MILWAUKEE — If you’re looking to get a COVID-19 test in Wisconsin these days, you’re definitely not alone.

What You Need To Know

  • If you have symptoms of COVID-19, you should get tested right away

  • If you were exposed to COVID-19, you should get tested a couple days after your exposure

  • A PCR test is the most sensitive for picking up on infections, while an antigen test can quickly tell you if you're contagious right now

  • One negative test, especially if it's rapid, can't tell you for sure that you are in the clear

With omicron’s quick spread this holiday season, the state is seeing longer lines at sites and higher demand for at-home kits. Health experts have stressed that testing is still a key tool for containing the COVID-19 spread amid our latest surge.

“Testing will give you the information you need to know to keep your loved ones safe from COVID-19,” DHS Deputy Secretary Deb Standridge said in a statement.

Here, we break down some of the key reminders for COVID-19 testing in the age of omicron.


How do I know if I should get a test?

There are a few reasons to seek out a COVID-19 test. For one, if you’re having any symptoms of COVID-19, the CDC recommends getting tested as soon as possible. 

A COVID-19 infection can cause a wide range of possible symptoms — like fever, congestion, cough, fatigue and loss of taste or smell. Some reports so far are suggesting that symptoms from the omicron variant look a lot like the common cold, including a runny nose, sore throat and headache.

Even if you’re not feeling very sick, you may still be contagious, the DHS points out, so mild symptoms are still a reason to find a test.

If you’ve been in close contact with someone who has COVID-19, you should also seek out a test, the CDC recommends. 

For fully vaccinated people, the ideal time to get a test is a few days after being exposed, according to CDC guidance. If you’re not fully vaccinated, you should get a test right away — but go back for another test after a few days.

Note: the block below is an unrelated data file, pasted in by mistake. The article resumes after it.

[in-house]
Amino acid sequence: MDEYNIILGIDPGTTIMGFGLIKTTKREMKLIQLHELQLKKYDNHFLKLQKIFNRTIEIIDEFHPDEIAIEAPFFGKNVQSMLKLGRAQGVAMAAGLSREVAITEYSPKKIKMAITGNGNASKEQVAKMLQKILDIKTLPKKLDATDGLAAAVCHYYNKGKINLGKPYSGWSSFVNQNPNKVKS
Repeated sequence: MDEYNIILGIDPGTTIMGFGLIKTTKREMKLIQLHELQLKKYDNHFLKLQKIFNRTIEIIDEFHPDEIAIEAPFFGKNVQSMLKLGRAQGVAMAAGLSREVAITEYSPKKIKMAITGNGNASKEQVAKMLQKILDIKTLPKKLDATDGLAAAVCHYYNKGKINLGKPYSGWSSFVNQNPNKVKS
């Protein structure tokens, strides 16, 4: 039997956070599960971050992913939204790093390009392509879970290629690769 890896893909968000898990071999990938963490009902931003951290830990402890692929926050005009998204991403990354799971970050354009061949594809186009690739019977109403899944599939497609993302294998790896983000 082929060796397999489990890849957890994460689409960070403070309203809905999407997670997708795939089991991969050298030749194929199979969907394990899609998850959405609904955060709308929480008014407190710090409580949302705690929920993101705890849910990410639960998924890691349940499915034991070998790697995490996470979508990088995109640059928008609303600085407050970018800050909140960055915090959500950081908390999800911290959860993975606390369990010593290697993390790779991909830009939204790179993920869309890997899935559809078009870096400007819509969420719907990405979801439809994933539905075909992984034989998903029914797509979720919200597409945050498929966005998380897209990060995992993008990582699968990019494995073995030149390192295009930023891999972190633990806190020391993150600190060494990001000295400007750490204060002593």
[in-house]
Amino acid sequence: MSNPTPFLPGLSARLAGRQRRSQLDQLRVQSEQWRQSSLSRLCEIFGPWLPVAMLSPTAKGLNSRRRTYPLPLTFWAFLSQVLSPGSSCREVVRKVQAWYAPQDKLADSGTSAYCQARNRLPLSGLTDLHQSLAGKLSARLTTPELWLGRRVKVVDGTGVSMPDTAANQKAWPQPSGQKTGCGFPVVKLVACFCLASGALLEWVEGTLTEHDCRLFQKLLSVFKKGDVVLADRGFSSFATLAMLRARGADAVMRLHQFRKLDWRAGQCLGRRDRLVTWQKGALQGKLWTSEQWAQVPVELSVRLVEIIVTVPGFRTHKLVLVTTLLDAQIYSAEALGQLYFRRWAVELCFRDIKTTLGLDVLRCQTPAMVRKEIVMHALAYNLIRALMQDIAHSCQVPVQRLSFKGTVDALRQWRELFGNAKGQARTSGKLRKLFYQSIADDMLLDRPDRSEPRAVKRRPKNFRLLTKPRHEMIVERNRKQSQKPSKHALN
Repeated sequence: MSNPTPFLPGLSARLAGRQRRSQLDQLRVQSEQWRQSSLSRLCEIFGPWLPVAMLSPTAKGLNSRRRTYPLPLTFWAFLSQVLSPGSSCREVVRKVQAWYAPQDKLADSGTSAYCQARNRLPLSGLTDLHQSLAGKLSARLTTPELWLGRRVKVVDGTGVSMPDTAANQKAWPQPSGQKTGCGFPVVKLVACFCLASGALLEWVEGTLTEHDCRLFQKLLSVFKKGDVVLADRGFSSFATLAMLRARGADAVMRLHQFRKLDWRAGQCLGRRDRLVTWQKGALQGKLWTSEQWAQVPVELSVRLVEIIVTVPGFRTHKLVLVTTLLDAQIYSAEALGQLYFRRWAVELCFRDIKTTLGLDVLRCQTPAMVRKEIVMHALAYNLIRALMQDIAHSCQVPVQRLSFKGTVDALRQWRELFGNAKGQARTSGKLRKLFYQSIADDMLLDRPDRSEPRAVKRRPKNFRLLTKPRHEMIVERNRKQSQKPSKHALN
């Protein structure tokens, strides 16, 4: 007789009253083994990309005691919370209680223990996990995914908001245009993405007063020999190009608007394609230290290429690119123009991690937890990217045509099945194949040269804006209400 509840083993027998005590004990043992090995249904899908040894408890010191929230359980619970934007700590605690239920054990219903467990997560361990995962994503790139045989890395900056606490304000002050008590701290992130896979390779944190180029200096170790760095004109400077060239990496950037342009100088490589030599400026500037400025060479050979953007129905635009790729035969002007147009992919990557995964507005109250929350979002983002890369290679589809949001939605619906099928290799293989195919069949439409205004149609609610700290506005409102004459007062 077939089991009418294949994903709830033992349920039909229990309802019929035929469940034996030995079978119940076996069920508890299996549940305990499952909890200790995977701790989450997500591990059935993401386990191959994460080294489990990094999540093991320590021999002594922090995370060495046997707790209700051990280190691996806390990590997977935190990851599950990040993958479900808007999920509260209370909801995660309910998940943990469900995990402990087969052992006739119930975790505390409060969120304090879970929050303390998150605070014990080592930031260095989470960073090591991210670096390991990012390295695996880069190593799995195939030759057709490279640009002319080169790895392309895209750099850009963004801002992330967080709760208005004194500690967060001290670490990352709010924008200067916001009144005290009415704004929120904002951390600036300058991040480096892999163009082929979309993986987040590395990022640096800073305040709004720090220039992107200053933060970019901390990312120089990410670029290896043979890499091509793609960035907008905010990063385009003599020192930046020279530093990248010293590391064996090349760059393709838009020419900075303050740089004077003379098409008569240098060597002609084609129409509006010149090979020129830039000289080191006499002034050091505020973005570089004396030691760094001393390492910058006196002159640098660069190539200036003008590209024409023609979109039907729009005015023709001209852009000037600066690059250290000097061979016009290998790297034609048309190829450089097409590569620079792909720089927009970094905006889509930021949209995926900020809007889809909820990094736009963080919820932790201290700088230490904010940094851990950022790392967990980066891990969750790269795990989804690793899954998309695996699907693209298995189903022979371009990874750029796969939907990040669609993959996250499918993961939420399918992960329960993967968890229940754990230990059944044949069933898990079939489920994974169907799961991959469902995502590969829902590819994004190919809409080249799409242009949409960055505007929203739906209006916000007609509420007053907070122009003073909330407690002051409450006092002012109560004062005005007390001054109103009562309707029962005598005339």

And while we used to use the 6-foot rule to figure out who’d been exposed, we’re now dealing with more contagious versions of the virus, Ben Weston, chief health policy advisor for Milwaukee County, said at a briefing last week.

The omicron variant appears to be much more infectious than delta, which was already more infectious than the original virus. Now, if there’s a positive case, “that virus is moving through that entire environment,” Weston said — so you might still be exposed from farther away.

Even if you don’t have symptoms or a known exposure, testing can also add an extra layer of protection for gatherings. If you’re getting together with friends or family over the holidays, Weston said it’s important to do so safely, making sure no one is spreading the virus without knowing it.

“That means everyone at the gathering taking a rapid test the morning of to make sure they’re not positive,” Weston said. “And if that rapid test is positive, stay home.”

If you’re still unsure, the CDC also has an online tool to help you decide when to get tested.


What are different tests good for?

There are a couple main options for checking your COVID-19 status — with different levels of sensitivity to the virus.

PCR tests are still the gold standard for diagnosing a COVID-19 infection. 

These tests use lab equipment to look for any of the virus’s genetic material hanging out in your body. They can detect even small traces of the virus, so they are very sensitive.

But because samples need to be processed in the lab, PCR tests can’t get you a positive or negative result right away. Usually, you’ll be waiting a couple days to get your results back. (Certain locations do offer fast-tracked PCR options, usually for an extra fee.)

Antigen tests, on the other hand, are fast, but not as sensitive. They look for proteins on the surface of the virus.